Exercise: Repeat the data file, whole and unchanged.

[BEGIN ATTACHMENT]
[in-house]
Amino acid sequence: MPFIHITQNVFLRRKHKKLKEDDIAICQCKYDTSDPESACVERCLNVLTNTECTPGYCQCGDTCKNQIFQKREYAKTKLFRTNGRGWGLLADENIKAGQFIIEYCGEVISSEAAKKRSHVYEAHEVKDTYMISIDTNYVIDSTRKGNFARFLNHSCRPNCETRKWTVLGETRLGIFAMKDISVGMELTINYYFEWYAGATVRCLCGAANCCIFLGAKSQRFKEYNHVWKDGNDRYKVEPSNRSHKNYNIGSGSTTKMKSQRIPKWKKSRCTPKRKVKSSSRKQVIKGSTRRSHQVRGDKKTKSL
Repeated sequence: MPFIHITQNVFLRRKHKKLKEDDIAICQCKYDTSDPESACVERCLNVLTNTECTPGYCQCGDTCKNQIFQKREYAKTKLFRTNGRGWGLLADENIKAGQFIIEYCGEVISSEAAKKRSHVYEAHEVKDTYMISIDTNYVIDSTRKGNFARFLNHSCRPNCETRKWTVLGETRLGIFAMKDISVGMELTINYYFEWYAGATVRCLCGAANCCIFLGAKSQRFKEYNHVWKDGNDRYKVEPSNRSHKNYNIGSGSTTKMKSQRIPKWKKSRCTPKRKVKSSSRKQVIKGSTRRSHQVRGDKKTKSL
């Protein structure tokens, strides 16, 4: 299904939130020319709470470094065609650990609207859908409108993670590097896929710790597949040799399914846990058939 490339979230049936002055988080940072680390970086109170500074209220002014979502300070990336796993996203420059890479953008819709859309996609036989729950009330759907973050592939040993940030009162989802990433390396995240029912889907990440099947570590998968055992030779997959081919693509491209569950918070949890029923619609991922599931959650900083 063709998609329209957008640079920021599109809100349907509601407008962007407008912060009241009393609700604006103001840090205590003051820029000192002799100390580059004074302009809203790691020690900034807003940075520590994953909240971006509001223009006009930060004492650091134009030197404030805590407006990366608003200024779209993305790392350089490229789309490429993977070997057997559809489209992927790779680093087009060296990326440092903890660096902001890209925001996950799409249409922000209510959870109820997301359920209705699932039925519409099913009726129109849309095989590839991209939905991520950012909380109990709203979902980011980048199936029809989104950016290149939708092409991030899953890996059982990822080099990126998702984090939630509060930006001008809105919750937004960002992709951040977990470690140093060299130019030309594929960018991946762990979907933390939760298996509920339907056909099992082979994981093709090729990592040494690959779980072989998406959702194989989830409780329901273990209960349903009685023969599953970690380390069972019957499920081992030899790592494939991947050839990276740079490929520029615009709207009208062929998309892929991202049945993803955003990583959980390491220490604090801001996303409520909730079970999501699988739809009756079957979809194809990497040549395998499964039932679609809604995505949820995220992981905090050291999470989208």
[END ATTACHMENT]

[in-house]
Amino acid sequence: MPFIHITQNVFLRRKHKKLKEDDIAICQCKYDTSDPESACVERCLNVLTNTECTPGYCQCGDTCKNQIFQKREYAKTKLFRTNGRGWGLLADENIKAGQFIIEYCGEVISSEAAKKRSHVYEAHEVKDTYMISIDTNYVIDSTRKGNFARFLNHSCRPNCETRKWTVLGETRLGIFAMKDISVGMELTINYYFEWYAGATVRCLCGAANCCIFLGAKSQRFKEYNHVWKDGNDRYKVEPSNRSHKNYNIGSGSTTKMKSQRIPKWKKSRCTPKRKVKSSSRKQVIKGSTRRSHQVRGDKKTKSL
Repeated sequence: MPFIHITQNVFLRRKHKKLKEDDIAICQCKYDTSDPESACVERCLNVLTNTECTPGYCQCGDTCKNQIFQKREYAKTKLFRTNGRGWGLLADENIKAGQFIIEYCGEVISSEAAKKRSHVYEAHEVKDTYMISIDTNYVIDSTRKGNFARFLNHSCRPNCETRKWTVLGETRLGIFAMKDISVGMELTINYYFEWYAGATVRCLCGAANCCIFLGAKSQRFKEYNHVWKDGNDRYKVEPSNRSHKNYNIGSGSTTKMKSQRIPKWKKSRCTPKRKVKSSSRKQVIKGSTRRSHQVRGDKKTKSL
């Protein structure tokens, strides 16, 4: 299904939130020319709470470094065609650990609207859908409108993670590097896929710790597949040799399914846990058939 490339979230049936002055988080940072680390970086109170500074209220002014979502300070990336796993996203420059890479953008819709859309996609036989729950009330759907973050592939040993940030009162989802990433390396995240029912889907990440099947570590998968055992030779997959081919693509491209569950918070949890029923619609991922599931959650900083 063709998609329209957008640079920021599109809100349907509601407008962007407008912060009241009393609700604006103001840090205590003051820029000192002799100390580059004074302009809203790691020690900034807003940075520590994953909240971006509001223009006009930060004492650091134009030197404030805590407006990366608003200024779209993305790392350089490229789309490429993977070997057997559809489209992927790779680093087009060296990326440092903890660096902001890209925001996950799409249409922000209510959870109820997301359920209705699932039925519409099913009726129109849309095989590839991209939905991520950012909380109990709203979902980011980048199936029809989104950016290149939708092409991030899953890996059982990822080099990126998702984090939630509060930006001008809105919750937004960002992709951040977990470690140093060299130019030309594929960018991946762990979907933390939760298996509920339907056909099992082979994981093709090729990592040494690959779980072989998406959702194989989830409780329901273990209960349903009685023969599953970690380390069972019957499920081992030899790592494939991947050839990276740079490929520029615009709207009208062929998309892929991202049945993803955003990583959980390491220490604090801001996303409520909730079970999501699988739809009756079957979809194809990497040549395998499964039932679609809604995505949820995220992981905090050291999470989208």